Proposed 2021 FEO 3 – Real Estate
An attorney representing the buyer in a residential real estate closing cannot charge a separately represented seller for services that primarily benefit the buyer unless certain conditions are met.
But the closing attorney may charge the seller for services that primarily benefit the seller, provided the seller is notified in advance of the charge and has a reasonable opportunity to object to it.
Those are two key provisions of Proposed 2021 Formal Ethics Opinion 3, published by the NC State Bar in October 2021.
Read the proposed opinion here.
Key takeaways from Proposed 2021 FEO 3 are below.
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Proposed 2021 Formal Ethics Opinion 3
The scenario: Buyer retained Lawyer A to represent Buyer in a residential real estate transaction. Seller declined to retain Lawyer A and instead retained separate counsel for the transaction, Lawyer B. Leading up to the closing, rather than using her standard documents for the transaction, Lawyer A received documents prepared by Lawyer B to be used at closing, which differed substantially from the documents Lawyer A planned to use at closing. As a result, Lawyer A was required to review Lawyer B’s work and make changes to the proposed documents for the benefit of her client, Buyer. At closing, Lawyer A charged a $100 fee to Seller for the work Lawyer A completed in reviewing and responding to Lawyer B’s proposed documents. Lawyer B and Seller objected to the fee charged by Lawyer A to Seller.
Inquiry #1: May Lawyer A charge a fee to Seller for the work completed in reviewing and responding to Lawyer B’s proposed documents?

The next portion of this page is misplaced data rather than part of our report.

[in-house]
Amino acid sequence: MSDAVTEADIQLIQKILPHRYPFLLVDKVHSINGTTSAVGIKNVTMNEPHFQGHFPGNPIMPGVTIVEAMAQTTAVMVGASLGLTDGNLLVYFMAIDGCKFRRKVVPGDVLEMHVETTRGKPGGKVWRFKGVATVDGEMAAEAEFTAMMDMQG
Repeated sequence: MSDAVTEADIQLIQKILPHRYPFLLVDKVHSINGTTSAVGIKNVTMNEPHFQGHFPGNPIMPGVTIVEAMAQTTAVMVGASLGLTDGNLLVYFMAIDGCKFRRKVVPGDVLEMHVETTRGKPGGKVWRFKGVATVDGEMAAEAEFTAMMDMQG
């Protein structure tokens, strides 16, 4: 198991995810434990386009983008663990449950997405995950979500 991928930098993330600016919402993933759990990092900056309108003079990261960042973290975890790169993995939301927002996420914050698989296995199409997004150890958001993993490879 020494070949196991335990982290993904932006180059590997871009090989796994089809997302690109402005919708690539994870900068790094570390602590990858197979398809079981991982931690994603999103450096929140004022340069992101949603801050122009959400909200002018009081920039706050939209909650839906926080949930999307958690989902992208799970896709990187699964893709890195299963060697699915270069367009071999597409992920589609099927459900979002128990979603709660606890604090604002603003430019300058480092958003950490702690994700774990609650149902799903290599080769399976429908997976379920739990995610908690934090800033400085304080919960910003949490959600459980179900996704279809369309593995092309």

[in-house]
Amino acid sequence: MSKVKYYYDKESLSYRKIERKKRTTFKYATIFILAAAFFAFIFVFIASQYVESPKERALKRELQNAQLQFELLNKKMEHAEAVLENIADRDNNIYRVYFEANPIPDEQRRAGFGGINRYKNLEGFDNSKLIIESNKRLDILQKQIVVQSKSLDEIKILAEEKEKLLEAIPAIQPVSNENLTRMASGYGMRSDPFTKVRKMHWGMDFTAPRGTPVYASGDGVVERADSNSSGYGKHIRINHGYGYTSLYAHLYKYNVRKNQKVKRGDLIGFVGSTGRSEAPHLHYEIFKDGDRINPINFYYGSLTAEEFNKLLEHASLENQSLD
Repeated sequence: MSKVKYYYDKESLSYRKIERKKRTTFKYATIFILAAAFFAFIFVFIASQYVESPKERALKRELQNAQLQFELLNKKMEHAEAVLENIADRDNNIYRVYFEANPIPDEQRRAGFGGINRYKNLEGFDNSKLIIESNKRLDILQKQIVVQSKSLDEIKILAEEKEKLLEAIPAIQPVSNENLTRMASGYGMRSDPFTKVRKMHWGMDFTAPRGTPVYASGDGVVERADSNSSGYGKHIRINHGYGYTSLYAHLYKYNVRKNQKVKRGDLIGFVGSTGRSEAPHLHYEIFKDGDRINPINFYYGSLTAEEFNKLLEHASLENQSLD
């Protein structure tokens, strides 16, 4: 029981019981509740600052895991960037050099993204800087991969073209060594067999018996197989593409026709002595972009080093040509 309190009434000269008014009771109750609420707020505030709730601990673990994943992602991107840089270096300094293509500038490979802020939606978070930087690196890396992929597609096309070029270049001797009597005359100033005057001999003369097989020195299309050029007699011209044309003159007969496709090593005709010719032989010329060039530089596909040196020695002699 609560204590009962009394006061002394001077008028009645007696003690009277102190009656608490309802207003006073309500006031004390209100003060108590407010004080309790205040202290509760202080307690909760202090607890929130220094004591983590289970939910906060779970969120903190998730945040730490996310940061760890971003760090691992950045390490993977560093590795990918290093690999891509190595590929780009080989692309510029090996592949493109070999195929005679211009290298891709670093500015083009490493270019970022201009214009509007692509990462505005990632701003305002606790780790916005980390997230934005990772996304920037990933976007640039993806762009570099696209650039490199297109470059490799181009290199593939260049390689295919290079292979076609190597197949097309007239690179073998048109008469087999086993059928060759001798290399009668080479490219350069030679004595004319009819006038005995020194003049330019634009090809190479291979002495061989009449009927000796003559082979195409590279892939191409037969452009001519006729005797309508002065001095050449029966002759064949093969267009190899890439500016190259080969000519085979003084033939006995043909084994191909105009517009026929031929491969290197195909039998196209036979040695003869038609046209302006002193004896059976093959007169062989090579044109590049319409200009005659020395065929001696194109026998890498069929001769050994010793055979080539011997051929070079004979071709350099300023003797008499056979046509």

Opinion #1: No, unless a) Seller agrees to pay the fee, b) Buyer consents to Seller’s payment of Lawyer A’s fee, and c) the fee charged is not illegal or clearly excessive.
Rule 1.8(f) prohibits a lawyer from receiving compensation for representing a client from a person other than the client unless these three requirements are met: “(1) the client gives informed consent; (2) there is no interference with the lawyer’s independence of professional judgment or with the client-lawyer relationship; and (3) information relating to the representation of a client is protected as required by Rule 1.6.” Additionally, Rule 1.5(a) states that “[a] lawyer shall not make an agreement for, charge, or collect an illegal or clearly excessive fee[.]”
Lawyer A has been retained by Buyer to represent Buyer (and presumably Buyer’s lender, if applicable) in the acquisition of real property from Seller. Although representation of multiple parties to a real property transaction is possible without violating Rule 1.7’s prohibition on engaging in a concurrent conflict of interest during a representation (see, e.g., CPR 100, RPC 210, 2006 FEO 3, and 2013 FEO 4), Seller has elected to obtain separate counsel for the transaction. Accordingly, Lawyer A’s representation is limited to Buyer, and all work completed in the transaction by Lawyer A is for the benefit of her client, Buyer. Under these circumstances, the only way Lawyer A could collect a fee for the legal services provided to Buyer from anyone other than Buyer would be through compliance with Rule 1.8(f). Specifically, Lawyer A must a) obtain Buyer’s informed consent to Seller paying all or a portion of Lawyer A’s fee for completing her representation of Buyer in the transaction, b) ensure that Seller’s payment of Lawyer A’s fee does not interfere with lawyer’s independence of professional judgment or with the client-lawyer relationship; and c) ensure that all information deemed confidential pursuant to Rule 1.6 remains appropriately protected in accordance with that Rule. Furthermore, any fee collected by Lawyer A from Seller or a third party for the benefit of Buyer must not be illegal or excessive pursuant to Rule 1.5(a). See 2006 FEO 3 and 2013 FEO 4…. [read Proposed 2021 FEO 3 for the full opinion]
Inquiry #2: May Lawyer A charge an additional fee to Buyer for the work completed in reviewing and responding to Lawyer B’s proposed documents?
Opinion #2: Yes, provided the fee charged is not illegal or excessive. See Rule 1.5(a).
Read Proposed 2021 FEO 3 for additional factual inquiries and opinions.
Proposed Opinions | North Carolina State Bar (ncbar.gov)
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